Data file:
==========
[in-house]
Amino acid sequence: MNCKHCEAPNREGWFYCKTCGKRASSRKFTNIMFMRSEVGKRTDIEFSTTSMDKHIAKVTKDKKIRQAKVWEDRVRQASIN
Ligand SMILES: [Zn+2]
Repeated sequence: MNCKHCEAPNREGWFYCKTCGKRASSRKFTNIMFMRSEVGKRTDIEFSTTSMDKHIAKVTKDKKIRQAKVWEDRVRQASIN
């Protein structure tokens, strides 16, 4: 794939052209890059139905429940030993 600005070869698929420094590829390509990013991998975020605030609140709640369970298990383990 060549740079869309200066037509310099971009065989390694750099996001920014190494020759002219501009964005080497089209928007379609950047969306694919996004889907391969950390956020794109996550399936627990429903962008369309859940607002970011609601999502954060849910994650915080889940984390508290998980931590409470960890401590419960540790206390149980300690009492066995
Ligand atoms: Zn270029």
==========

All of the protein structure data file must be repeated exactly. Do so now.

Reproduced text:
[in-house]
Amino acid sequence: MNCKHCEAPNREGWFYCKTCGKRASSRKFTNIMFMRSEVGKRTDIEFSTTSMDKHIAKVTKDKKIRQAKVWEDRVRQASIN
Ligand SMILES: [Zn+2]
Repeated sequence: MNCKHCEAPNREGWFYCKTCGKRASSRKFTNIMFMRSEVGKRTDIEFSTTSMDKHIAKVTKDKKIRQAKVWEDRVRQASIN
């Protein structure tokens, strides 16, 4: 794939052209890059139905429940030993 600005070869698929420094590829390509990013991998975020605030609140709640369970298990383990 060549740079869309200066037509310099971009065989390694750099996001920014190494020759002219501009964005080497089209928007379609950047969306694919996004889907391969950390956020794109996550399936627990429903962008369309859940607002970011609601999502954060849910994650915080889940984390508290998980931590409470960890401590419960540790206390149980300690009492066995
Ligand atoms: Zn270029």